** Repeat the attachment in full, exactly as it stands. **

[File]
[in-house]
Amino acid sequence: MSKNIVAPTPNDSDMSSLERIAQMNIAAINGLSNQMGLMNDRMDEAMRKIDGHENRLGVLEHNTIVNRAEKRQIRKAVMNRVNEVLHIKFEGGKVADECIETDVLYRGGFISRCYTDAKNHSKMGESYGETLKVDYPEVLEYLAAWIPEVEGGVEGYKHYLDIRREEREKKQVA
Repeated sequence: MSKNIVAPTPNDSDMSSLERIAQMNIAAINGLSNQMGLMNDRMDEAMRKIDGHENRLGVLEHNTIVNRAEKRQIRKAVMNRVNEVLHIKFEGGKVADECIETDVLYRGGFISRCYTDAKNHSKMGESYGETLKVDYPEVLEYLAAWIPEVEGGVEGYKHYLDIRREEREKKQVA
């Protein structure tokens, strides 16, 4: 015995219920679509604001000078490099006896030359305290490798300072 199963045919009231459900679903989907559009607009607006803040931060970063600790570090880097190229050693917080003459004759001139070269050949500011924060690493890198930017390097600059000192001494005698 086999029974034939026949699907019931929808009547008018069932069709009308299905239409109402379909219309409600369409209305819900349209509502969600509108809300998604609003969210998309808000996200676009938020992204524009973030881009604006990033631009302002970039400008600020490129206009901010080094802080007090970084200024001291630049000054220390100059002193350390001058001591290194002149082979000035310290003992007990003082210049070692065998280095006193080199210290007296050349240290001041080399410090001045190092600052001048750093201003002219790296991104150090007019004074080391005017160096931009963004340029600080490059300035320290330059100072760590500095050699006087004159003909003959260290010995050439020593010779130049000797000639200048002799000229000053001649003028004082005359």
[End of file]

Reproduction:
[in-house]
Amino acid sequence: MSKNIVAPTPNDSDMSSLERIAQMNIAAINGLSNQMGLMNDRMDEAMRKIDGHENRLGVLEHNTIVNRAEKRQIRKAVMNRVNEVLHIKFEGGKVADECIETDVLYRGGFISRCYTDAKNHSKMGESYGETLKVDYPEVLEYLAAWIPEVEGGVEGYKHYLDIRREEREKKQVA
Repeated sequence: MSKNIVAPTPNDSDMSSLERIAQMNIAAINGLSNQMGLMNDRMDEAMRKIDGHENRLGVLEHNTIVNRAEKRQIRKAVMNRVNEVLHIKFEGGKVADECIETDVLYRGGFISRCYTDAKNHSKMGESYGETLKVDYPEVLEYLAAWIPEVEGGVEGYKHYLDIRREEREKKQVA
């Protein structure tokens, strides 16, 4: 015995219920679509604001000078490099006896030359305290490798300072 199963045919009231459900679903989907559009607009607006803040931060970063600790570090880097190229050693917080003459004759001139070269050949500011924060690493890198930017390097600059000192001494005698 086999029974034939026949699907019931929808009547008018069932069709009308299905239409109402379909219309409600369409209305819900349209509502969600509108809300998604609003969210998309808000996200676009938020992204524009973030881009604006990033631009302002970039400008600020490129206009901010080094802080007090970084200024001291630049000054220390100059002193350390001058001591290194002149082979000035310290003992007990003082210049070692065998280095006193080199210290007296050349240290001041080399410090001045190092600052001048750093201003002219790296991104150090007019004074080391005017160096931009963004340029600080490059300035320290330059100072760590500095050699006087004159003909003959260290010995050439020593010779130049000797000639200048002799000229000053001649003028004082005359």